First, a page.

Throughout chapters four and five, the reader begins to feel the pain of the girls at Weston. Orenstein gives a touching narrative with disturbing stories of self-confidence and self-esteem issues involving sensitivity that turn the girls onto self-harming behavior. This behavior includes self-starvation like bulimia and anorexia as well as self-mutilation. Orenstein tells the reader that this is a common practice among this age because girls feel the need to express their feelings of powerlessness. This in return helps to alleviate the anxiety and the depression they are trying to cope with.
The last chapter in this section takes a deeper look at sexual harassment at Weston. Both students and parents seem dazed by a teacher’s enforcement of the schools sexual harassment policies, because nothing like this has ever been carried out before. The girls at Weston however, will begin to have an easier time at school, and that’s the way it should be. In the Audubon section of SchoolGirls, which is broken up into chapters seven through eleven, the reader finds some different observations about the girls at this middle school.
At Audubon, the hidden curriculum teaches students that their potential relies more on their ethnic and class backgrounds then just their gender. Chapter seven shows the reader that gender politics is a huge part of Audubon’s everyday activities and that sexual harassment is overlooked. Orenstein declares that this hidden curriculum teaches boys that they can get away with harming girls during school. In chapters eight and nine, the differences in the way that African-American girls are treated opposed to the white girls at Weston are examined.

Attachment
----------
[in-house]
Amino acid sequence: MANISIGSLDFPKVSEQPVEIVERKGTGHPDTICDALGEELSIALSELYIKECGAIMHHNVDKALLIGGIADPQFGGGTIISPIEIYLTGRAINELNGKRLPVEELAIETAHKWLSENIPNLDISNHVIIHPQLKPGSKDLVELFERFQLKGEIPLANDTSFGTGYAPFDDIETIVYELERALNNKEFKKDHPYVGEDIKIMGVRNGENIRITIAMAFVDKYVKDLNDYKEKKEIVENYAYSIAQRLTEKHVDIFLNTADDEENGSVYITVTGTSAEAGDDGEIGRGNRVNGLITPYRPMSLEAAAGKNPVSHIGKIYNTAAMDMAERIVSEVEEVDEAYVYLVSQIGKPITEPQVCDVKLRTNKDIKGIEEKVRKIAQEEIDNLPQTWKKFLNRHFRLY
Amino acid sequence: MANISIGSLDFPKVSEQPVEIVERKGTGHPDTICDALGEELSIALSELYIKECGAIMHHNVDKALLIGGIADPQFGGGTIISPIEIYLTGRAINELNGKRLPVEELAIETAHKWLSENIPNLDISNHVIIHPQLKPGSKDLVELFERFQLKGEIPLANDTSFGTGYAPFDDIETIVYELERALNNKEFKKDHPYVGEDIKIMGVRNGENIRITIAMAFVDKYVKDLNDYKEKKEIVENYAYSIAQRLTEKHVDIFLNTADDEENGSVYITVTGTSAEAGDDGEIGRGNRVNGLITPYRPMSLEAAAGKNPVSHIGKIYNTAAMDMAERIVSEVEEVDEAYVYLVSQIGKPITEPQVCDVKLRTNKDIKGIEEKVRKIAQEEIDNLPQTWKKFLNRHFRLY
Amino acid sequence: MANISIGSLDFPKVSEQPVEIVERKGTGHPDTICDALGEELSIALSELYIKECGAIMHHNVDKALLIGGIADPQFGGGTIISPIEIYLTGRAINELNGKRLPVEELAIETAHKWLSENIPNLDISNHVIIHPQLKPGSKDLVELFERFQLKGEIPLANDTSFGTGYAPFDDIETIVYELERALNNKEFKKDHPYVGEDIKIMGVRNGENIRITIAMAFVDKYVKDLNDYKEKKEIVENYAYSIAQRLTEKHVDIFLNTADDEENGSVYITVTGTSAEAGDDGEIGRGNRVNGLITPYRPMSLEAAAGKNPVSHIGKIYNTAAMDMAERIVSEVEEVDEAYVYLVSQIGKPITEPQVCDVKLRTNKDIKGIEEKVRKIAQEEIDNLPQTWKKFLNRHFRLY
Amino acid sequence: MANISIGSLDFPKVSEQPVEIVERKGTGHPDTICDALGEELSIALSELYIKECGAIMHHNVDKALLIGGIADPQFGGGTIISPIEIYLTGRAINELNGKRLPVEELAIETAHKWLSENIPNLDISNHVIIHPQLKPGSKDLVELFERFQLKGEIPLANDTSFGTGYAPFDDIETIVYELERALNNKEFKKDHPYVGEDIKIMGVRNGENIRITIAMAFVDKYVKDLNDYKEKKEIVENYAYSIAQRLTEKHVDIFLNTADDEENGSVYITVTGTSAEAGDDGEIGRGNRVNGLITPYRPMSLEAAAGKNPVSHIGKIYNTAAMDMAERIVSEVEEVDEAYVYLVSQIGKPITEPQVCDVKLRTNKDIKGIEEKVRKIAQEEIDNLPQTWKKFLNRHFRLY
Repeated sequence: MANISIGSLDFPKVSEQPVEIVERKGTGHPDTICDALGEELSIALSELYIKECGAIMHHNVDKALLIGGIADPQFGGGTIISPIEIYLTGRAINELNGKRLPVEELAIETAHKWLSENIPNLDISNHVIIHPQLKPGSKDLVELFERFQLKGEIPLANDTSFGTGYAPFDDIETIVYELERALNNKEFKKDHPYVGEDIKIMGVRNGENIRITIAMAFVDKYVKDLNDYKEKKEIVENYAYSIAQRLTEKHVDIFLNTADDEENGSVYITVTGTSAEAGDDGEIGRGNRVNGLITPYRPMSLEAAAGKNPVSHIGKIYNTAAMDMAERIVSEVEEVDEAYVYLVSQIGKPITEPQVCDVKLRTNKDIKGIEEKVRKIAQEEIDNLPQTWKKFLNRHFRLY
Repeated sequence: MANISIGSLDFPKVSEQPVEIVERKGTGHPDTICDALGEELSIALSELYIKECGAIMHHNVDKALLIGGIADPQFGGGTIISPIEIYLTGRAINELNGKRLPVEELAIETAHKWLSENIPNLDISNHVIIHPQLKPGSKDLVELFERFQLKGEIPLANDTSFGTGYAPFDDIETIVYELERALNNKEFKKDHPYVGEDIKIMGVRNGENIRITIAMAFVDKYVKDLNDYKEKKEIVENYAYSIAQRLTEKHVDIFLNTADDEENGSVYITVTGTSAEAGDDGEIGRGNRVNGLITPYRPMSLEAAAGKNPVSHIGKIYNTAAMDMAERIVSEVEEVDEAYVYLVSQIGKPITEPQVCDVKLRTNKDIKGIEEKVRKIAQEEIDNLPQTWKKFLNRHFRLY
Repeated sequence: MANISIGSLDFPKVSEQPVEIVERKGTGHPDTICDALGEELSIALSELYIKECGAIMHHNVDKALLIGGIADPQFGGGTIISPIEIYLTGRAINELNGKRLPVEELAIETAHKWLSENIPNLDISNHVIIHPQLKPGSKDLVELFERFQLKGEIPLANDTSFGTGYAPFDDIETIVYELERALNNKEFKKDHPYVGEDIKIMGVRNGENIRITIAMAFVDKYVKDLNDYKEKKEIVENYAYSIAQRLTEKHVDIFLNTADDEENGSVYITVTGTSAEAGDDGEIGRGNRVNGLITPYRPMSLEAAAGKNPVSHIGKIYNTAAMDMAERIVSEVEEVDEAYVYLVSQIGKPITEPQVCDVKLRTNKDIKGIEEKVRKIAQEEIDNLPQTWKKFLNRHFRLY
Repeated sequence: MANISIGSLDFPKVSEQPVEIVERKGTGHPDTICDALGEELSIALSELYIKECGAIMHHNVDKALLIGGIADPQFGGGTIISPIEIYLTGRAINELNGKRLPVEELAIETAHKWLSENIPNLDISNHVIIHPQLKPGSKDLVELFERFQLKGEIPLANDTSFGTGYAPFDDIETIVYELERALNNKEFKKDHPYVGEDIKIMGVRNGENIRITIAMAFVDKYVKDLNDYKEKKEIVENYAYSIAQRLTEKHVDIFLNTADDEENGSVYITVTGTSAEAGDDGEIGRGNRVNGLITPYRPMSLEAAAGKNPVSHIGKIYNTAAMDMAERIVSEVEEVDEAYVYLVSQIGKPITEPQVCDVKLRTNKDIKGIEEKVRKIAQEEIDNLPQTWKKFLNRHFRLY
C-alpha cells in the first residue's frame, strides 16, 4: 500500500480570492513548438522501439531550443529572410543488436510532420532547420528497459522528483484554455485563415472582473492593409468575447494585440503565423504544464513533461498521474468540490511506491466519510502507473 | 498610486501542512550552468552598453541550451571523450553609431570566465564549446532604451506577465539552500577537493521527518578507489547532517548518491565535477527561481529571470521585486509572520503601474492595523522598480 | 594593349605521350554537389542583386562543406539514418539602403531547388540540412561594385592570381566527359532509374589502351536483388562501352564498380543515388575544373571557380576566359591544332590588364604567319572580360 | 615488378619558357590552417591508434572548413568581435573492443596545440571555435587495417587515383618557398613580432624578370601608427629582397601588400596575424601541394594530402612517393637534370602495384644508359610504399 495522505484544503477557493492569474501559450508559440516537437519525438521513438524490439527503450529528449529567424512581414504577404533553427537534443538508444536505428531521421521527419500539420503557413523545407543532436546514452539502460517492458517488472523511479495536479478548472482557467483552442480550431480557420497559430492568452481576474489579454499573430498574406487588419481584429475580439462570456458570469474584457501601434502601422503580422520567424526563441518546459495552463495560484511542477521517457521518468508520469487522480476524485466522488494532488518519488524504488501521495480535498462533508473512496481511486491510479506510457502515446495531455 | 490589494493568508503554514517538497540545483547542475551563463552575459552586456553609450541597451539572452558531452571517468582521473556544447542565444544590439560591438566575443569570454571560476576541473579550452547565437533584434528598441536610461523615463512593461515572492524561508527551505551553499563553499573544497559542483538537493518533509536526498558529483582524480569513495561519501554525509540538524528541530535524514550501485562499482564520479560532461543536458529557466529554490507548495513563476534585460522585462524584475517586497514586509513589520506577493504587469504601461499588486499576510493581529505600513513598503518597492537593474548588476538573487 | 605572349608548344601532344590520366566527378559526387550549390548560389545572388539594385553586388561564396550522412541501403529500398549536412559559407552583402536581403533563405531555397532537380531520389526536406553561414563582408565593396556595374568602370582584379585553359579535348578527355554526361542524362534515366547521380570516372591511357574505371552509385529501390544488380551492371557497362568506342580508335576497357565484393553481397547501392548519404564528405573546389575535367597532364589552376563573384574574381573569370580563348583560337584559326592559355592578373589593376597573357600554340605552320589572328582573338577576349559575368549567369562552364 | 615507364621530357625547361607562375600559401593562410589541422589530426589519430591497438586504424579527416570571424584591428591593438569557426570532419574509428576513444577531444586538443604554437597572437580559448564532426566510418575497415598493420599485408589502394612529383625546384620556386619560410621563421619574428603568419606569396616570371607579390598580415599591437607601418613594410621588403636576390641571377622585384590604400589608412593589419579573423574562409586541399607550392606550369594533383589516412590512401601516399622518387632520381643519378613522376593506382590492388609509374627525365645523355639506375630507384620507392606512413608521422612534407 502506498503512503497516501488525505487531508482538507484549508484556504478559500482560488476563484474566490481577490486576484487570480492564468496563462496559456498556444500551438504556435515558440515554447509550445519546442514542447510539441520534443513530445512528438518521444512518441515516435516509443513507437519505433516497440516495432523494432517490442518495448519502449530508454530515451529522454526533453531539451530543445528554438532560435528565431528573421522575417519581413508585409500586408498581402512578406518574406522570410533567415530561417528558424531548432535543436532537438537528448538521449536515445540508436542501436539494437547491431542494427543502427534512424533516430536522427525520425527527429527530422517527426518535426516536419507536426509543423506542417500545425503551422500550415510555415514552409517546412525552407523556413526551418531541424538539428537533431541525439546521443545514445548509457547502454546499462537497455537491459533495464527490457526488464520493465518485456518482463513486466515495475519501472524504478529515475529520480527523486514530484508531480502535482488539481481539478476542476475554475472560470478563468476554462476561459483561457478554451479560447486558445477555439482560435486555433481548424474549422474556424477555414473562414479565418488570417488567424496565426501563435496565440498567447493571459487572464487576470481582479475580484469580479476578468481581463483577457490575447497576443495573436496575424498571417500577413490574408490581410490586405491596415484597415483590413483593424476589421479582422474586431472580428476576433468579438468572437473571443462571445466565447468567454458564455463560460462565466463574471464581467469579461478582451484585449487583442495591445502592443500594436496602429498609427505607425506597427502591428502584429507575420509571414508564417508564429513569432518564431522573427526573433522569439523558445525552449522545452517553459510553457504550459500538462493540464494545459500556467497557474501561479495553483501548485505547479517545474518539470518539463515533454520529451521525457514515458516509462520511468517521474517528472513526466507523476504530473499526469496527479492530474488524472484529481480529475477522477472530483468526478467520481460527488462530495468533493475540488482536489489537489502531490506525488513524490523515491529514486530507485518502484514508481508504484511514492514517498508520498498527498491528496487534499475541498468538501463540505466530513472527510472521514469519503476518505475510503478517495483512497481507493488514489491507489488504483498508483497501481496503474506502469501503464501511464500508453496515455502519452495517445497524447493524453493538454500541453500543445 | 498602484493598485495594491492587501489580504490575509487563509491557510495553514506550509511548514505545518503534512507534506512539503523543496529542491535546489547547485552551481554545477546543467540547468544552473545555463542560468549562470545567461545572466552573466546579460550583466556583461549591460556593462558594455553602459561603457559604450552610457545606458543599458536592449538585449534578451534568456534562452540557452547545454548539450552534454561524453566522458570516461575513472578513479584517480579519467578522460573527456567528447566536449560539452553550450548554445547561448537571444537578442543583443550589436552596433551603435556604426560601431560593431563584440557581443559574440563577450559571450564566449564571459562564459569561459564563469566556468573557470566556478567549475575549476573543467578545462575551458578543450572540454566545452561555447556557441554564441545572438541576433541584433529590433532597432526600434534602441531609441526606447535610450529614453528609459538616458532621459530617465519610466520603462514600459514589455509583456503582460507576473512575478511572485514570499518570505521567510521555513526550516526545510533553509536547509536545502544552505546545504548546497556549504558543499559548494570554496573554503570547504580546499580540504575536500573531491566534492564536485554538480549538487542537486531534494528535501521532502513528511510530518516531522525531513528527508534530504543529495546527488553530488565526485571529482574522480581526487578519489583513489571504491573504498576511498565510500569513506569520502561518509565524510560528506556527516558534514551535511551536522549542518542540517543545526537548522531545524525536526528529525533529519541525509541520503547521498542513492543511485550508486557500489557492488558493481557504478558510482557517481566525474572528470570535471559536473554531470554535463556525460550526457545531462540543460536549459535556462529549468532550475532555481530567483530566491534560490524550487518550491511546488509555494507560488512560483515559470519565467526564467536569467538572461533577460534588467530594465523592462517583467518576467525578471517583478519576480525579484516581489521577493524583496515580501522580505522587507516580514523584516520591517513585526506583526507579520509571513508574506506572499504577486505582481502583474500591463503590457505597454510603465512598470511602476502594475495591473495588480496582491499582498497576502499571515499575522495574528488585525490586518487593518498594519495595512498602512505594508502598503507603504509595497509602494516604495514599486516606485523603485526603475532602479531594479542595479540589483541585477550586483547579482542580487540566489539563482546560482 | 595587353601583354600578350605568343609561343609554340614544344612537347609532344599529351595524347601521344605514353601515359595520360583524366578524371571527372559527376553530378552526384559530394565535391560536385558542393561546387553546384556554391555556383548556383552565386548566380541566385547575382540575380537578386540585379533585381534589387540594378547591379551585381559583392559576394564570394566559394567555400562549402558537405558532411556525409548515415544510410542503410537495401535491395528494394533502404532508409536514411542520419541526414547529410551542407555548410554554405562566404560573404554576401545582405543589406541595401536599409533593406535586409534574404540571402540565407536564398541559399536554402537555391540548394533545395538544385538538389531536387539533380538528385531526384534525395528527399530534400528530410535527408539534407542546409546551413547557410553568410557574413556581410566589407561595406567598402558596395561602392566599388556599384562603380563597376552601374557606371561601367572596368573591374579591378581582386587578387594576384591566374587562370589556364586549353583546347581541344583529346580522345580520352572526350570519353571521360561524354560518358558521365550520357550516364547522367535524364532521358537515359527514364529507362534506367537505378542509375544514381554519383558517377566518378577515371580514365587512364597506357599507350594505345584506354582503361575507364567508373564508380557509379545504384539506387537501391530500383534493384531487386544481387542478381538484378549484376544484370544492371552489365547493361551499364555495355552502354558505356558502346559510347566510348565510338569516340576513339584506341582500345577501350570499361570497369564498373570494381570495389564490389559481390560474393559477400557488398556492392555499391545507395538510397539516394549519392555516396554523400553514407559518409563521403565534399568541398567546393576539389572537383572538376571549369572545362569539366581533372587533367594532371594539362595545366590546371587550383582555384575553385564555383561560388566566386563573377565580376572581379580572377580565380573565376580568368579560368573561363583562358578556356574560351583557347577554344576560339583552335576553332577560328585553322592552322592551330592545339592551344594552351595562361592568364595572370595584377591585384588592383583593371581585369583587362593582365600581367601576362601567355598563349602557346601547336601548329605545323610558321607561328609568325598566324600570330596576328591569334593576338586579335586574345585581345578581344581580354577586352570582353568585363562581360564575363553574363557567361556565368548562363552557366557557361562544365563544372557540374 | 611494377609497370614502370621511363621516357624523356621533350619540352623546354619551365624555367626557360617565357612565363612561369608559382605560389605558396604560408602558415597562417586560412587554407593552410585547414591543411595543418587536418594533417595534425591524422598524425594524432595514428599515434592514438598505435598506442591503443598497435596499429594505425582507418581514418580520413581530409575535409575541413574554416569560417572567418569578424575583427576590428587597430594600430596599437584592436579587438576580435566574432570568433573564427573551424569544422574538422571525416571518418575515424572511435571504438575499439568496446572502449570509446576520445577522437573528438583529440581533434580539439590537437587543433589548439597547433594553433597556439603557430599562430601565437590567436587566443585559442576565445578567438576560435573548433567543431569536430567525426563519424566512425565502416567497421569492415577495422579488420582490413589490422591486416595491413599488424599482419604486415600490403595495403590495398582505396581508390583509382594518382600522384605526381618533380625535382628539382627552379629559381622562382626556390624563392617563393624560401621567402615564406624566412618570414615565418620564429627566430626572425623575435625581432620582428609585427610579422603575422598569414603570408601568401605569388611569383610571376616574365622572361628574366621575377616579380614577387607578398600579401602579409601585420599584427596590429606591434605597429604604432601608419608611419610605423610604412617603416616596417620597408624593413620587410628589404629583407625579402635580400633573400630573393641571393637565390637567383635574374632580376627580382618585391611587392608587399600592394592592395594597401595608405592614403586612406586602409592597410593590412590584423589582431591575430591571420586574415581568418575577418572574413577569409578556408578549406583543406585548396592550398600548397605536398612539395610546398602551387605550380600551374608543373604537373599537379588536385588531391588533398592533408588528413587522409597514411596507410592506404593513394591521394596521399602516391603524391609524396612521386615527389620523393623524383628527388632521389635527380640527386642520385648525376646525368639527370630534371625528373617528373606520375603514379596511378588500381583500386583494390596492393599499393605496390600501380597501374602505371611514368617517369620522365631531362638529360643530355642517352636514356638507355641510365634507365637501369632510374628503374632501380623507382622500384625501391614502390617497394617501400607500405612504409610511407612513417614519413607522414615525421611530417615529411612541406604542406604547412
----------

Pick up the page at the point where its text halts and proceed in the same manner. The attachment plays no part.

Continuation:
Orenstein observed that African-American girls have higher self-esteem and this in return labels them as causing disciplinary problems in the classroom. Despite their participation in the classroom, these girls are faced with less attention and acknowledgement from their teachers. Chapter ten brings to light Latina girls. These groups of girls are being subjected to gangs along with abusive relationships. In the final chapter of section two, topics like class and background are brought into light in comparison to the girls at Weston. Audubon girls have the strength to succeed, but they encounter more distractions as well as less guidance.